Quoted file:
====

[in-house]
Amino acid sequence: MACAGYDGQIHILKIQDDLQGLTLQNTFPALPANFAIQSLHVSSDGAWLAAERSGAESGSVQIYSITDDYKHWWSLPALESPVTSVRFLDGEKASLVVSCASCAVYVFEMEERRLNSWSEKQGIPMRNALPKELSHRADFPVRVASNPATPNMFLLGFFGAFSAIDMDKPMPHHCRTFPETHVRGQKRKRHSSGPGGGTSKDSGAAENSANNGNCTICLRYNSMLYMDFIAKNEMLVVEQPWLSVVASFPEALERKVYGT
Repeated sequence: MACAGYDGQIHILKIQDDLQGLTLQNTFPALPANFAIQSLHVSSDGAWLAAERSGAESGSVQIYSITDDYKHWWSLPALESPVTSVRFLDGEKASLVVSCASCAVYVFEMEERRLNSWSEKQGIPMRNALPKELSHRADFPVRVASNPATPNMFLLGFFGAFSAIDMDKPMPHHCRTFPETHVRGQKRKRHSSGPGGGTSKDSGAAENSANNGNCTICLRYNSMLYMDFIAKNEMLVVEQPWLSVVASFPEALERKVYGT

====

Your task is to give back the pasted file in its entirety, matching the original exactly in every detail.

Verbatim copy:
[in-house]
Amino acid sequence: MACAGYDGQIHILKIQDDLQGLTLQNTFPALPANFAIQSLHVSSDGAWLAAERSGAESGSVQIYSITDDYKHWWSLPALESPVTSVRFLDGEKASLVVSCASCAVYVFEMEERRLNSWSEKQGIPMRNALPKELSHRADFPVRVASNPATPNMFLLGFFGAFSAIDMDKPMPHHCRTFPETHVRGQKRKRHSSGPGGGTSKDSGAAENSANNGNCTICLRYNSMLYMDFIAKNEMLVVEQPWLSVVASFPEALERKVYGT
Repeated sequence: MACAGYDGQIHILKIQDDLQGLTLQNTFPALPANFAIQSLHVSSDGAWLAAERSGAESGSVQIYSITDDYKHWWSLPALESPVTSVRFLDGEKASLVVSCASCAVYVFEMEERRLNSWSEKQGIPMRNALPKELSHRADFPVRVASNPATPNMFLLGFFGAFSAIDMDKPMPHHCRTFPETHVRGQKRKRHSSGPGGGTSKDSGAAENSANNGNCTICLRYNSMLYMDFIAKNEMLVVEQPWLSVVASFPEALERKVYGT